NEW YORK (AP) — The stock market shook off a bumpy start and has ended modestly higher today, led by gains in consumer products and healthcare companies. Energy companies slipped along with the price of oil. The S&P 500 added over 8 points, or 0.3 percent, to 2,779. The Dow rose 75 points, or 0.3 percent, to 25,316 and the Nasdaq gained 10 points, or 0.1 percent, to 7,645. And the Russell 2000 rose more than 4 points, or 0.3 percent, to close at 1,672.

NEW YORK (AP) — Oil futures lost some ground today. Benchmark U.S. crude slid 0.3 percent to $65.74 a barrel in New York. At the same time, Brent crude, used to price international oils, fell 0.6 percent to $76.82 per barrel in London. In other energy commodity trading, wholesale gasoline stayed at $2.12 a gallon. Heating oil shed 0.7 percent to $2.16 a gallon and natural gas fell 1.4 percent to $2.89 per 1,000 cubic feet.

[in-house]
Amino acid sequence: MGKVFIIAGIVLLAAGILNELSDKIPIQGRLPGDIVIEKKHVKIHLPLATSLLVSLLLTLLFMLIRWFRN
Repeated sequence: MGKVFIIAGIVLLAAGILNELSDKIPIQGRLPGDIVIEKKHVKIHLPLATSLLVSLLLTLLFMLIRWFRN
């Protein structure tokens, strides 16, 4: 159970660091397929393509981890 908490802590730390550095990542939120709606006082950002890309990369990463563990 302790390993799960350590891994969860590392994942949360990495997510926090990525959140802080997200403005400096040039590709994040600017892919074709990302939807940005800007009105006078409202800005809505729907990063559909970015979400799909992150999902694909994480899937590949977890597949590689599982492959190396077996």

UNDATED (AP) — The Trump administration is proposing nearly $1.5 billion in proposed grants to help rebuild highways, bridges and railroads around the country. Transportation Secretary Elaine Chao announced 26 grants spanning 23 states today, calling them a down payment on the administration's plan to improve infrastructure. Rebuilding the nation's infrastructure was one of President Donald Trump's campaign promises, but he hasn't made much headway.

DETROIT (AP) — Kia is recalling over a half-million vehicles in the U.S. because the air bags may not work in a crash. The recall apparently is related to federal investigation into air bag failures in Kia and partner Hyundai vehicles that were linked to four deaths. Vehicles covered by the recall include 2010 through 2013 Forte compact cars and 2011 through 2013 Optima midsize cars. Also covered are Optima Hybrid and Sedona minivans from 2011 and 2012.

DETROIT (AP) — The United Automobile Workers-Chrysler National Training Center is suing several people connected to a scheme that funneled cash and gifts to union leaders. The Detroit News reports the lawsuit seeks to recover more than $4 million. Named are former Fiat Chrysler executive Al Iacobelli, former financial analyst Jerome Durden, and Monica Morgan, widow of deceased UAW vice president General Holiefield. They have all pleaded guilty in the federal criminal case.